Summary: Melchizedek, Priest and King
Abraham, a man of Challenge, Faith, Promise
Melchizedek, Priest and King
Reading: Genesis 14:18ff
We have in our reading a figure that is very much a person of mystery. In the O.T. there are actually only two references to him, here in our reading and in Psalm 110:4, where David is speaking prophetically of the Messiah’s reign. It is a point to be noted that it is this Psalm that Jesus quotes to the Pharisees, when He asked them about the Christ. Also Peter quotes the same Psalm in his Day of Pentecost sermon, which us giving some insight to the prophetic caliber of this man of God. It also tells us that the new order that the Messiah was coming to establish was different in the issue of Priesthood and Kingship.
Melchizedek by name was called the King of Righteousness and by title the King of Salem (Peace.) The name Melchizedek is derived from two main root-meaning words. Melek basically means a King, one who has ascended to the throne, one who has been inducted into royalty, there is the sense that this person is one in whom you may take good and wise counsel, as their reign is found upon such. In the Greek this first part of the word comes from the same group of words that means honey. The second part holds the meaning of rightness, rectitude, justice and virtuous prosperity, which come from a word which means, "to be right morally and forensically."
His title is King of Salem. The name Salem simply means PEACEFUL, but the sense of the word and from the words that it comes from, implies that this peace exists because of a conscious action rather than a natural occurrence. As the word has in it’s meaning being friendly, and that friendliness come from the sense of safeness that is generated in the person, safeness of mind, body and estate. They are safe because they are complete there is no point of division as there is the conscious action to ensure that there is unity.
Melchizedek, who by his name holds righteousness and justice as something that is sweet to those who will walk in the ways of God. Also by his title reigns over a Kingdom of peace that is that way because of the conscious action of not only the King, but of those who are citizens of that Kingdom. Salem is thought by many to be Jerusalem, the earlier part of chapter 14 tells us of the various Kingdoms and city states that rebelled against the King of Elam, as they has at sometime been subjugated by him. Yet it would seem that Salem was not apart of this throwing off of the yoke. Why? On the basis of his name and title, along with the fact that he was a priest as well as a king, might indicate that his kingdom was not under the rod of the oppressor. Notice also that the King of Elam is also called the Tidal King; directly referring to the location of his capitol city, i.e. in the region of the rivers. Yet have you notices that the attack and oppression of the enemy comes in waves.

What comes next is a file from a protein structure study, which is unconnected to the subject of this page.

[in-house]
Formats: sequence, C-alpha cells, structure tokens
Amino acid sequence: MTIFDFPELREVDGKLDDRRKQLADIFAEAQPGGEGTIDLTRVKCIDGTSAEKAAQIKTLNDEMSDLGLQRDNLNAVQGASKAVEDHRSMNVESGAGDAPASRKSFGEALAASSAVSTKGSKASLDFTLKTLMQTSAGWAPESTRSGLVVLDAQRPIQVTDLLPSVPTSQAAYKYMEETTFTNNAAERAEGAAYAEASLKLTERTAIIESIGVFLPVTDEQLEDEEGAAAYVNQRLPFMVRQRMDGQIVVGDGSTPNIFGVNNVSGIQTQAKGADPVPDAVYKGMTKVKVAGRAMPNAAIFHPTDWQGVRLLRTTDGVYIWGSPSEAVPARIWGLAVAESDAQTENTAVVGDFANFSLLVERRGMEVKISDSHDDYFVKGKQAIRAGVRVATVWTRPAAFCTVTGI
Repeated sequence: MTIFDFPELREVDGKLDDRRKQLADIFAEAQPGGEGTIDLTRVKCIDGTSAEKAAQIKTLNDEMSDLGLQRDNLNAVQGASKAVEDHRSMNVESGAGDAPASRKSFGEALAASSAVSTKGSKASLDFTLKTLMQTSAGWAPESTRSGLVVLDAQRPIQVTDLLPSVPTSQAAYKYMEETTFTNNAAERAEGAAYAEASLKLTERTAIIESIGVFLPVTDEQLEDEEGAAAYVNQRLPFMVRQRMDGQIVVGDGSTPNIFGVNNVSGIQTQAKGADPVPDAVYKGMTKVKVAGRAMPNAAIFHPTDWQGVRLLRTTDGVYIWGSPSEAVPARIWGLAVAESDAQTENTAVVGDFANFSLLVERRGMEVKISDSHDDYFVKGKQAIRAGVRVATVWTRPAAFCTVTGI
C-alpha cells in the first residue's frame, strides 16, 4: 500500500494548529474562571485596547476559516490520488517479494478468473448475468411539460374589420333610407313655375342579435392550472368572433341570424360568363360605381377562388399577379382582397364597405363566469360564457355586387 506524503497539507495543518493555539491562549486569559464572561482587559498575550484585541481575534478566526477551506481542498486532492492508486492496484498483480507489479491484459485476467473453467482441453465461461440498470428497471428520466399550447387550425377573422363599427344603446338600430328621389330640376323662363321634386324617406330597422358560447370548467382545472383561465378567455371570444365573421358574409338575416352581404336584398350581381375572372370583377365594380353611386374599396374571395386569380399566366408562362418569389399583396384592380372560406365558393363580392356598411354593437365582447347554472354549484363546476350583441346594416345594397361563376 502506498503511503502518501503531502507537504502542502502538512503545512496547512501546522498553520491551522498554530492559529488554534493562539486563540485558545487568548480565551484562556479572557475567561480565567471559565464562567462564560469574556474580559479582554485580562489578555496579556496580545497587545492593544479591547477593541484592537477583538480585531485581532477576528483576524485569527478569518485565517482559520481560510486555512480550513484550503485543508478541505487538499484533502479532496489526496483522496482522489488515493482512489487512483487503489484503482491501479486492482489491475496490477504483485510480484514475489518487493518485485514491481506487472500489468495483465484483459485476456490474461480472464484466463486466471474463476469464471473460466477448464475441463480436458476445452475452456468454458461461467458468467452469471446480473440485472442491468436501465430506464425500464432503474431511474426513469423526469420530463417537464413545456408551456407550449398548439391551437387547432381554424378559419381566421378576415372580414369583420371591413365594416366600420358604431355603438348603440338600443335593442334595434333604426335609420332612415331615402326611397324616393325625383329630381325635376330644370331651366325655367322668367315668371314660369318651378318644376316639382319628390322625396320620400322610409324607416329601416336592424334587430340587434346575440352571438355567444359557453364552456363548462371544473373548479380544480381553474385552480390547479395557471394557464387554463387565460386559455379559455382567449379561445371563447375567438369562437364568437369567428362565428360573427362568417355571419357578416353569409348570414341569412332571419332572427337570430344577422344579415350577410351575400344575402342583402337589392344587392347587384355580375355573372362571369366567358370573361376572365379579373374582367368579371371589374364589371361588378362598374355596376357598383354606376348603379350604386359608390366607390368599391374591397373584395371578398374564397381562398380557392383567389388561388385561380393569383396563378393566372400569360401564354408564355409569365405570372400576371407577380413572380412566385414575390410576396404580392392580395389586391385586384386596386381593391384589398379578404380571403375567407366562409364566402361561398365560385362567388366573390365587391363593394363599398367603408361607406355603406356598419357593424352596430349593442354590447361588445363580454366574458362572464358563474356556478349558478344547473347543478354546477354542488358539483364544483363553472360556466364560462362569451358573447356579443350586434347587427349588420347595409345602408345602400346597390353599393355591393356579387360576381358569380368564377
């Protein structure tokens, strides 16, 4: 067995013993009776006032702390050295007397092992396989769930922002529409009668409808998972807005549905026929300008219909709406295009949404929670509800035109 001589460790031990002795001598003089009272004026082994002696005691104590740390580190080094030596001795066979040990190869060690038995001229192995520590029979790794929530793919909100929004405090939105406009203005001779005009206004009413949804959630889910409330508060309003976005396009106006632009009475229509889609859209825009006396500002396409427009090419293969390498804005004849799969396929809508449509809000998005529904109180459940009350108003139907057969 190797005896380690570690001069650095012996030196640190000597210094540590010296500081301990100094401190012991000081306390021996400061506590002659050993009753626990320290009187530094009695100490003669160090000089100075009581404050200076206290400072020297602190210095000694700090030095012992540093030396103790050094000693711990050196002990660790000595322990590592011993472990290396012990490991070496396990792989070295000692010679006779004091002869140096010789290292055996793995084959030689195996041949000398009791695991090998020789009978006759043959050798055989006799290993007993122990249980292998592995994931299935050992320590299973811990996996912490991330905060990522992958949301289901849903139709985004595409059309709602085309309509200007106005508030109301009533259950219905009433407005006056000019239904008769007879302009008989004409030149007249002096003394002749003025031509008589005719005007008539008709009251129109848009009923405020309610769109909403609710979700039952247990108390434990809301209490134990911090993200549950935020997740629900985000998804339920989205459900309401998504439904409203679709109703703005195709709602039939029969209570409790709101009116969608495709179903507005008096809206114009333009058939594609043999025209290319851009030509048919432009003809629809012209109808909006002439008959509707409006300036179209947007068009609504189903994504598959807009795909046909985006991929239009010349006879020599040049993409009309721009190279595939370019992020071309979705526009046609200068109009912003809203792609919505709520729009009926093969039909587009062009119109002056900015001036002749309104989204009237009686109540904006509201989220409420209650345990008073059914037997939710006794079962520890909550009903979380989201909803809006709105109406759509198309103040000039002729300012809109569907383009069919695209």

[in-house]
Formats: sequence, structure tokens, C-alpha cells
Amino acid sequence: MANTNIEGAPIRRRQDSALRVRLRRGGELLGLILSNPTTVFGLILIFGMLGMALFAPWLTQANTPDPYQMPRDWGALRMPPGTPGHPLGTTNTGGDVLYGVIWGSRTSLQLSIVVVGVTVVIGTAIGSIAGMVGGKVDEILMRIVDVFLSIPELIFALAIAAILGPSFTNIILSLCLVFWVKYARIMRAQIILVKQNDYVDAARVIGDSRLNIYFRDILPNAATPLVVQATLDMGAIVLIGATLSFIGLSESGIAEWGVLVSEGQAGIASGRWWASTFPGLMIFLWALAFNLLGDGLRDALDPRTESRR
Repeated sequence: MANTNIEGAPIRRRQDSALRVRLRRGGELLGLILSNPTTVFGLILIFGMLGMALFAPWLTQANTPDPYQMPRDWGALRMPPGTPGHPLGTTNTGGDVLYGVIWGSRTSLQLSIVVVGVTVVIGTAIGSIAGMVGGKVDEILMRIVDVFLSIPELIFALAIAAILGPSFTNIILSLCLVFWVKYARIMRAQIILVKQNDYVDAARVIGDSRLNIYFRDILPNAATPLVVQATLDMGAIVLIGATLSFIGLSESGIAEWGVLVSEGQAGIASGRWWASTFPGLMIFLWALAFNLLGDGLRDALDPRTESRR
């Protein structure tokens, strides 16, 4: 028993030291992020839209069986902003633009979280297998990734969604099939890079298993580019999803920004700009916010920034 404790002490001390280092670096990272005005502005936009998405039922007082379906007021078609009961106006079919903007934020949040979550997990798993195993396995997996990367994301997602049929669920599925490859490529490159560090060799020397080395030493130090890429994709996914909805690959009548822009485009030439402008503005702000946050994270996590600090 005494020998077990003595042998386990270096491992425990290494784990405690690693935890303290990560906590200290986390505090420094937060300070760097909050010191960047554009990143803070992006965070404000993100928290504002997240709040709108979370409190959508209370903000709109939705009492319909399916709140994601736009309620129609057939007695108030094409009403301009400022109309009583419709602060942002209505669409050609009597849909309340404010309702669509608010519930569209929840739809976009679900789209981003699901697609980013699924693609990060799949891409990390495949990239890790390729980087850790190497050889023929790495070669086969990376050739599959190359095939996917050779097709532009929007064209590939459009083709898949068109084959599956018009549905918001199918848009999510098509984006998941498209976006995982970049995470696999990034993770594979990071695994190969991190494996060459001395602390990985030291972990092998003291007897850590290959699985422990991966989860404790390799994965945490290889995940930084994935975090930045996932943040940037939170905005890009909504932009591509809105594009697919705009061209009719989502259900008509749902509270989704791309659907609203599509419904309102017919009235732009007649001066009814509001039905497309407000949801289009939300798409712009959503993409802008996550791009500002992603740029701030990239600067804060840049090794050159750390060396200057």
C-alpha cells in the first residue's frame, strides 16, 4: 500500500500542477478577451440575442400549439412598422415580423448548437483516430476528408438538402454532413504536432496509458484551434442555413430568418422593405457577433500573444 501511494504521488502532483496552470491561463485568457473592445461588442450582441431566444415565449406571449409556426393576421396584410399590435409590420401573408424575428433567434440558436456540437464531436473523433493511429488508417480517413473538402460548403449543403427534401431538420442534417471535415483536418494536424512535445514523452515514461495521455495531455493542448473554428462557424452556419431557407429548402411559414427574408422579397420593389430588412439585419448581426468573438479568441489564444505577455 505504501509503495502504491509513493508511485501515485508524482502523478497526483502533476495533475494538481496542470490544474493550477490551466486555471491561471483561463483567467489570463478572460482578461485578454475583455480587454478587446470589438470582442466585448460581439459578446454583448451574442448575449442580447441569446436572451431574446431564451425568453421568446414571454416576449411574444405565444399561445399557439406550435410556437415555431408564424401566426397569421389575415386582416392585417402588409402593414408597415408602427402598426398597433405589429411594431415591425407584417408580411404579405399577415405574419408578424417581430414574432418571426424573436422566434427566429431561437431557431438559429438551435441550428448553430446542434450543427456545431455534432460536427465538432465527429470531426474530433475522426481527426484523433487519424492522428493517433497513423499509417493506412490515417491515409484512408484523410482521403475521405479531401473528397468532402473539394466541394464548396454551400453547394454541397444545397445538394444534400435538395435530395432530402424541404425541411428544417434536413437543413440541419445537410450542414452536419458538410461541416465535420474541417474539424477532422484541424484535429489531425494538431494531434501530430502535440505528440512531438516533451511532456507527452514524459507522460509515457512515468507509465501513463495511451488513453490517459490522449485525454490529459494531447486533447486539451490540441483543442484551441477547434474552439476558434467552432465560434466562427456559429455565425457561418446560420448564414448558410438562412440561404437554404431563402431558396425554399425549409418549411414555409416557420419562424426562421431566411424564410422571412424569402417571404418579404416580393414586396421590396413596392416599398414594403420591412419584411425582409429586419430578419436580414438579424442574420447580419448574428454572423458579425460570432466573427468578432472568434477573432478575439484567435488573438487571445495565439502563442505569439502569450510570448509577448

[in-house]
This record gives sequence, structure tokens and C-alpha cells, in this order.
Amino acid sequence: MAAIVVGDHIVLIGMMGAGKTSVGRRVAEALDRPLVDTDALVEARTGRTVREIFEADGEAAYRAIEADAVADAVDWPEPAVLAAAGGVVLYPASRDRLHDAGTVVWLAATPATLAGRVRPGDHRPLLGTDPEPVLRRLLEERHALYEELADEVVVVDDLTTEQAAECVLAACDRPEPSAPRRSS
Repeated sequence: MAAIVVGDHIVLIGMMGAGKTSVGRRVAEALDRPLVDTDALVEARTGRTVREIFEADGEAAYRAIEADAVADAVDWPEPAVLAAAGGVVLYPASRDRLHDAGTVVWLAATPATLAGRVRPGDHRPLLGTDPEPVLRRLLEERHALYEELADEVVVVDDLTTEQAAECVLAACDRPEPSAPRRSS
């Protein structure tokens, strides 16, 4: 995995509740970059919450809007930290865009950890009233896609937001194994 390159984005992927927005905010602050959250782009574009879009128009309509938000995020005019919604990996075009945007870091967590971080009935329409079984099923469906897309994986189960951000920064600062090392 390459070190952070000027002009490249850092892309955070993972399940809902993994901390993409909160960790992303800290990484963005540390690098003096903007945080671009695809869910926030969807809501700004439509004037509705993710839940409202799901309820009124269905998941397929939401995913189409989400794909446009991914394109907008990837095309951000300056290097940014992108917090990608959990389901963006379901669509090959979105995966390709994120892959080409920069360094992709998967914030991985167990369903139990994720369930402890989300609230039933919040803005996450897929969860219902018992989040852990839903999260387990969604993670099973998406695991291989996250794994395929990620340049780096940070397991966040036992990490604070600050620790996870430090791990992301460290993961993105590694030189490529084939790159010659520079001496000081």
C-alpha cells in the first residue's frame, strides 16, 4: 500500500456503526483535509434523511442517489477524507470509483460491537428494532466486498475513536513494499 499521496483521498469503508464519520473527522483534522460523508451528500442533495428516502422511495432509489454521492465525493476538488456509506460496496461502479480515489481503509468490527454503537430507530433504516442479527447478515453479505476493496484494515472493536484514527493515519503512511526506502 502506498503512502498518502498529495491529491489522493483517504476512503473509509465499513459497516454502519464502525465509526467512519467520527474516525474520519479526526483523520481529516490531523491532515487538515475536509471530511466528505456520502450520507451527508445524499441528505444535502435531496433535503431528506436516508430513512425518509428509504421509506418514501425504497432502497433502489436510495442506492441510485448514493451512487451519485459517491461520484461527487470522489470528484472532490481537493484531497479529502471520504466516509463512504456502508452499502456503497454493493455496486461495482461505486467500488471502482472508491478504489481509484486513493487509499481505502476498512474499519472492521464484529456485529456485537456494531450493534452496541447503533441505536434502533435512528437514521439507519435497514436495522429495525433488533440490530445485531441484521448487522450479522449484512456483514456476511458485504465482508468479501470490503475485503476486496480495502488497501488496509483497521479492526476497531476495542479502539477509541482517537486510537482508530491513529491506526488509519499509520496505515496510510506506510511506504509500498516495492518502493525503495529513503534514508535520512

There is also a lesson for us here to learn concerning our setting free from any yoke. If we attempt such things outside of the ways of God and with the transfer of our citizenship from the kingdom of Darkness to the Kingdom of Light, then it is nothing more than rebellion. The net result of rebellion is greater bondage and weightier yokes, as the rightful rule will come and extract his right revenue and punishment. But when you become a child of the Kingdom of Light and Life, then the armies of the Lord encamp about those who will trust Him and serve Him. Notice how that Lot who took the semblance of Abram’s faith, but denied it reality, was taken captive along with those who rebelled. The land had been given to Abram and his decedents, and no rebellion from anyone or anything was going to change that. There is a sense that Abram recovered nothing more than what was rightfully his, yet he refuses to be indebted to anyone other than his Lord and God.
Here we find that the named king of Righteousness, who’s Kingdom is Peace, comes out to the returning Abram, not as a King, nor as the bearer of peace, but as a Priest. As one who would stand before the presence of the Most High and intercede. We are now starting to get a clue as to why his Kingdom was one of peace, it is because of the actions of true priesthood. Why was Melchizedek kingdom at peace when others were not? Paul a few thousand years later tells us in terms that quite possibly Melchizedek had learned in experience; "I exhort first of all that supplications, prayers, intercessions, and giving of thanks be made for all men, for kings and all who are in authority, that we may lead a quite and peaceable life in all godliness and reverence. For this is good and acceptable in the sight of God our Saviour" (1 Timothy 2:1-3)